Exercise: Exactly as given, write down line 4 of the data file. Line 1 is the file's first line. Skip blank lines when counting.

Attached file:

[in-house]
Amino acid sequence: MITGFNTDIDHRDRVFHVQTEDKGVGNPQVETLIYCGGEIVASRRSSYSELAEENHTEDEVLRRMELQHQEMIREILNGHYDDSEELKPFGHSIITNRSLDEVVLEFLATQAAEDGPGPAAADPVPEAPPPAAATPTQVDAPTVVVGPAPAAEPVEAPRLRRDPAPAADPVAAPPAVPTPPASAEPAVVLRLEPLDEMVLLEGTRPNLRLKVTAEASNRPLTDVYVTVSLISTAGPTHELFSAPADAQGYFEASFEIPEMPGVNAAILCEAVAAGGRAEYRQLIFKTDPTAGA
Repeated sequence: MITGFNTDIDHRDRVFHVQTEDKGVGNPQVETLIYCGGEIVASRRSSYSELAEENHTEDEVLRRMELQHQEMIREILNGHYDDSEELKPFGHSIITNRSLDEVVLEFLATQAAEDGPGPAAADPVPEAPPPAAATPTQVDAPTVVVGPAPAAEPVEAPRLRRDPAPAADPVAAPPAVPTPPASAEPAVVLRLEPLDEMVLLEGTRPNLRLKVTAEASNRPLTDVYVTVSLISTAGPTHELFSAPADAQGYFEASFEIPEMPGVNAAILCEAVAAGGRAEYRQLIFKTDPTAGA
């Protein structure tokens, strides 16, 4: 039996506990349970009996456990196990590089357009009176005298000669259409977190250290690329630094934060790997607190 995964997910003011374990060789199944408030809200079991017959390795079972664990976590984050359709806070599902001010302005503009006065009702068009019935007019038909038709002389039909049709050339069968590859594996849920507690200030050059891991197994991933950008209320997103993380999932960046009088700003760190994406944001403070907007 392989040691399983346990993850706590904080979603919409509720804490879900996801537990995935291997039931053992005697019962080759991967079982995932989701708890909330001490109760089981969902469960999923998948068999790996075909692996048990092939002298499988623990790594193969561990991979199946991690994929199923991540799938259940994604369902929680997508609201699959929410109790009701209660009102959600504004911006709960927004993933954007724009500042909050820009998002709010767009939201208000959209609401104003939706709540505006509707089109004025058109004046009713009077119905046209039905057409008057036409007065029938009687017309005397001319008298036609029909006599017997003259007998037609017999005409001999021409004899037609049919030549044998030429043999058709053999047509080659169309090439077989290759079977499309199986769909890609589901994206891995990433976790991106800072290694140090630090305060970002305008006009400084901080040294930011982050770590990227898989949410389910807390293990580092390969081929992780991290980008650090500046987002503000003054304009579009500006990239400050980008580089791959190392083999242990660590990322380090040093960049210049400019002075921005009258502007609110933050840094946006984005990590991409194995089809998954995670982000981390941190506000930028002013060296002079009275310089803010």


């Protein structure tokens, strides 16, 4: 039996506990349970009996456990196990590089357009009176005298000669259409977190250290690329630094934060790997607190 995964997910003011374990060789199944408030809200079991017959390795079972664990976590984050359709806070599902001010302005503009006065009702068009019935007019038909038709002389039909049709050339069968590859594996849920507690200030050059891991197994991933950008209320997103993380999932960046009088700003760190994406944001403070907007 392989040691399983346990993850706590904080979603919409509720804490879900996801537990995935291997039931053992005697019962080759991967079982995932989701708890909330001490109760089981969902469960999923998948068999790996075909692996048990092939002298499988623990790594193969561990991979199946991690994929199923991540799938259940994604369902929680997508609201699959929410109790009701209660009102959600504004911006709960927004993933954007724009500042909050820009998002709010767009939201208000959209609401104003939706709540505006509707089109004025058109004046009713009077119905046209039905057409008057036409007065029938009687017309005397001319008298036609029909006599017997003259007998037609017999005409001999021409004899037609049919030549044998030429043999058709053999047509080659169309090439077989290759079977499309199986769909890609589901994206891995990433976790991106800072290694140090630090305060970002305008006009400084901080040294930011982050770590990227898989949410389910807390293990580092390969081929992780991290980008650090500046987002503000003054304009579009500006990239400050980008580089791959190392083999242990660590990322380090040093960049210049400019002075921005009258502007609110933050840094946006984005990590991409194995089809998954995670982000981390941190506000930028002013060296002079009275310089803010």